Posts Tagged ‘Cyprus bank levy’

Banking Debacle In Cyprus; Grand Theft Auto In Brussels

March 21st, 2013 Comments off

For those who thought that the Eurozone debt crisis had
simply gone away, they received a rude reminder that this destructive fiscal
disaster is not only still with us, but that its contagion continues to metastasize.
The private banks in Cyprus were among many privately-owned financial institutions
in the Eurozone that lost heavily on their investments in Greek debt-both
public and private. Proportionate to the size of its assets and the GDP of
Cyprus, the banks in that Island nation
were especially exposed to the ravaging collateral affects of the Greek sovereign
debt crisis.

As with other Eurozone economies whose private banks faced
insolvency, the Eurozone rescue specialists in Brussels offered a bailout
package to save the banks, with strings attached. In the specific case of
Cyprus, the terms were especially onerous. The price of a rescue package by the
Eurozone for Cypriote banks was the requirement that the individual depositors in
those banks bear most of the cost of the bailout. All savers with deposits of up
o 100,000 euros would pay a levy of 6.75 percent of the amount they had deposited with the
financial institution-a deposit of over
100,000 euros would be required to sustain a staggering levy of 9.9 percent.

Was it hubris, or simply rank stupidity (or perhaps a
combination of both) that led the politicians in Brussels and Nicosia to
believe that the Cypriote public that was about to be legally robbed, after
being lied to by their own government with sublime assurances that their deposits
were safe, would simply take such an outrageous policy prescription lying down?
When the understandably angry people of Cyprus engaged in mass protests, the
spin that came out of both Brussels and Nicosia simply defied all logic. The political
decision-makers claimed that they thought since half of the depositors of Cypriote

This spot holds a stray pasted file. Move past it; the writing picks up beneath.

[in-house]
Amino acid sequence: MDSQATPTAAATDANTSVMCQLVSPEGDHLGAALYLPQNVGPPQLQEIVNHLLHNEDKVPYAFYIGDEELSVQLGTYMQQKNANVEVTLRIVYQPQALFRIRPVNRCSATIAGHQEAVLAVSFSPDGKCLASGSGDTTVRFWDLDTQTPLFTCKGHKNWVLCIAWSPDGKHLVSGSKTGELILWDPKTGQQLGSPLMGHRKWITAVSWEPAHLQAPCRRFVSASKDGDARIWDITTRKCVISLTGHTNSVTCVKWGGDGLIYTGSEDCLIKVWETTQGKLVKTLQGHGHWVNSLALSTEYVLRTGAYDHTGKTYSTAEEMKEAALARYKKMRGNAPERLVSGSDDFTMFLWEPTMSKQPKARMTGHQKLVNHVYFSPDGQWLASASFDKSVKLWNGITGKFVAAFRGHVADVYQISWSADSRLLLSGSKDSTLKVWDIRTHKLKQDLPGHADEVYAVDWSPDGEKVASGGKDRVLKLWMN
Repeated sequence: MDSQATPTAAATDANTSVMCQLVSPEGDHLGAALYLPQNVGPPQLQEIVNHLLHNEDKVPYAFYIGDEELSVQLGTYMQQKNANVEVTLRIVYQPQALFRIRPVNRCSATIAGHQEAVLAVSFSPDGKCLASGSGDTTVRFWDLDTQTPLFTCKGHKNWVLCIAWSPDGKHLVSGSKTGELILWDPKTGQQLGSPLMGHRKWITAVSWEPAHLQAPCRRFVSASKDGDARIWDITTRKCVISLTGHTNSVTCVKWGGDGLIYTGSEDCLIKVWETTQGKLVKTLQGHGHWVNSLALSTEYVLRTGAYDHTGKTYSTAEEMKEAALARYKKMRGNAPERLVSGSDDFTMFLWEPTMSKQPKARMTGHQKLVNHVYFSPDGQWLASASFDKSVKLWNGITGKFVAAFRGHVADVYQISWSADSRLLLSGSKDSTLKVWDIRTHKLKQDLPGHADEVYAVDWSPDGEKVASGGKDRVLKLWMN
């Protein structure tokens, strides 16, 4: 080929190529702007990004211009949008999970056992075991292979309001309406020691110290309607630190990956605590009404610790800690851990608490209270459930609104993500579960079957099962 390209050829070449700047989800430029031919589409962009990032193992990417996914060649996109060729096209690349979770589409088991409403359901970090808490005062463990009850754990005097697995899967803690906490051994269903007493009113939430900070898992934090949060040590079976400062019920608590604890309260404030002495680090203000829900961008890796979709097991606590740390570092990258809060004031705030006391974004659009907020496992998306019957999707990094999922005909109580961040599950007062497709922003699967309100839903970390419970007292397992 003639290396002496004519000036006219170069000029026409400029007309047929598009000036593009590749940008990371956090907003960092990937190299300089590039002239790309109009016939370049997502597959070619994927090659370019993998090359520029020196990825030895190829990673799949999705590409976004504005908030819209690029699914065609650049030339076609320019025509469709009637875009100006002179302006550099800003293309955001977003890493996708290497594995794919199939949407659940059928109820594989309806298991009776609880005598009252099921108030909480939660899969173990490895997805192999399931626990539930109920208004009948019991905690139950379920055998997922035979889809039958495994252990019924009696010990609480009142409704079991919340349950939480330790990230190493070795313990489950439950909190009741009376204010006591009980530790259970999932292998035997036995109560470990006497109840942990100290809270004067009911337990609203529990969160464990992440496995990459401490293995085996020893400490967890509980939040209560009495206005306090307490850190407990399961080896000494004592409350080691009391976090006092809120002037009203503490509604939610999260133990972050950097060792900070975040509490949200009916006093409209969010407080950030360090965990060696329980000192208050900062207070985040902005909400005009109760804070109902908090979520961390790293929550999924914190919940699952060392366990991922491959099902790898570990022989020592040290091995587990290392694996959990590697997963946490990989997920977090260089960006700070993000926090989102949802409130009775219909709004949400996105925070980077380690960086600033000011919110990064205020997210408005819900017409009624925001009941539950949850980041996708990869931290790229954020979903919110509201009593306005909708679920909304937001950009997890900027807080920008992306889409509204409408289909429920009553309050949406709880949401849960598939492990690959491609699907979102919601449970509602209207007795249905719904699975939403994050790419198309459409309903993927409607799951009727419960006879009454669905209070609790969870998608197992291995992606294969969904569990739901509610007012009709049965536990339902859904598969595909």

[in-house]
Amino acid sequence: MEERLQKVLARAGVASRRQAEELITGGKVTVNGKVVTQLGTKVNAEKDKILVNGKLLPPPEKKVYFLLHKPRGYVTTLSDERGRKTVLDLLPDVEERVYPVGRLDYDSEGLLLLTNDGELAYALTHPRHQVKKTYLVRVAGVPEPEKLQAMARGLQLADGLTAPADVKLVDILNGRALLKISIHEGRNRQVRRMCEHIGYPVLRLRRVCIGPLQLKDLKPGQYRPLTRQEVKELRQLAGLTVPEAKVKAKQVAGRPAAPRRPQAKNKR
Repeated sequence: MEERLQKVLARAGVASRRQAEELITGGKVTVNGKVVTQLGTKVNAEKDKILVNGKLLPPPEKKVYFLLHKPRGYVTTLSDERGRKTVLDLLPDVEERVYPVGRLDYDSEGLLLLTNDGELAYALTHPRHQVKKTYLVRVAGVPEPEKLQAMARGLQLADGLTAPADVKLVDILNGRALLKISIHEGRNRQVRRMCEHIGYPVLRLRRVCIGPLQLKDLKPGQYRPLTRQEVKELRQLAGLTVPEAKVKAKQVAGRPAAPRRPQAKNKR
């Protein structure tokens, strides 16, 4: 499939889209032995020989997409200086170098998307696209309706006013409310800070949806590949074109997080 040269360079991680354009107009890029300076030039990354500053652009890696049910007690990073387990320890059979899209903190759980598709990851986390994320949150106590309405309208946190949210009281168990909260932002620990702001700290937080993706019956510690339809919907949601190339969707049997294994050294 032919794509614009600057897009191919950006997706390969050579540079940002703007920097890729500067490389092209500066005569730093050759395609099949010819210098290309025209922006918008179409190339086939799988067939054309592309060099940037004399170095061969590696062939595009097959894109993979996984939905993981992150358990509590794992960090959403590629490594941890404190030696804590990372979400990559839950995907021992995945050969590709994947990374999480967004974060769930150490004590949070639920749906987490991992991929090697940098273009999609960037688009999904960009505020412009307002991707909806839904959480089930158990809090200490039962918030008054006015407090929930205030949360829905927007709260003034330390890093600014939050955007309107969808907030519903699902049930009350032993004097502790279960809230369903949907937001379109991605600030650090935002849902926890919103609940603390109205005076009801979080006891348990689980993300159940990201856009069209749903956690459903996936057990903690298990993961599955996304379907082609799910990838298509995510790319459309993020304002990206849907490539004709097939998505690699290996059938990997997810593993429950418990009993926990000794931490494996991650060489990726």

banks are Russian citizens living offshore, they could never imagine the
remaining Cypriote citizens who were about to be fleeced to pay for bad investment
decisions they had nothing to do with would feel so upset.

Now that reality has intervened in the bizarre punitive
bailout scheme hatched by the politicians, there is frantic back-peddling in
Nicosia. When the bank levy came before the Cypriote parliament, not a single
legislator voted in favor of it, for to do so would clearly be political
suicide. The policymakers are now scrambling for a “plan B,” but meanwhile
the damage has been done. The legalized theft of depositors’ assets that politicians in the Eurozone attempted
to enact is a precedent. Despite assurances
from Brussels that this was a one-time scenario only designed for Cyprus, every
citizen residing in the Eurozone, and in other advanced economies afflicted by
the sovereign debt crisis, now knows that a desperate government can, at any
time, seize their life savings, and employ them to bail out private investors
and bond holders. Again we see robust application of the economic maxim of our
age:”privatize all profits, but socialize all losses -with a


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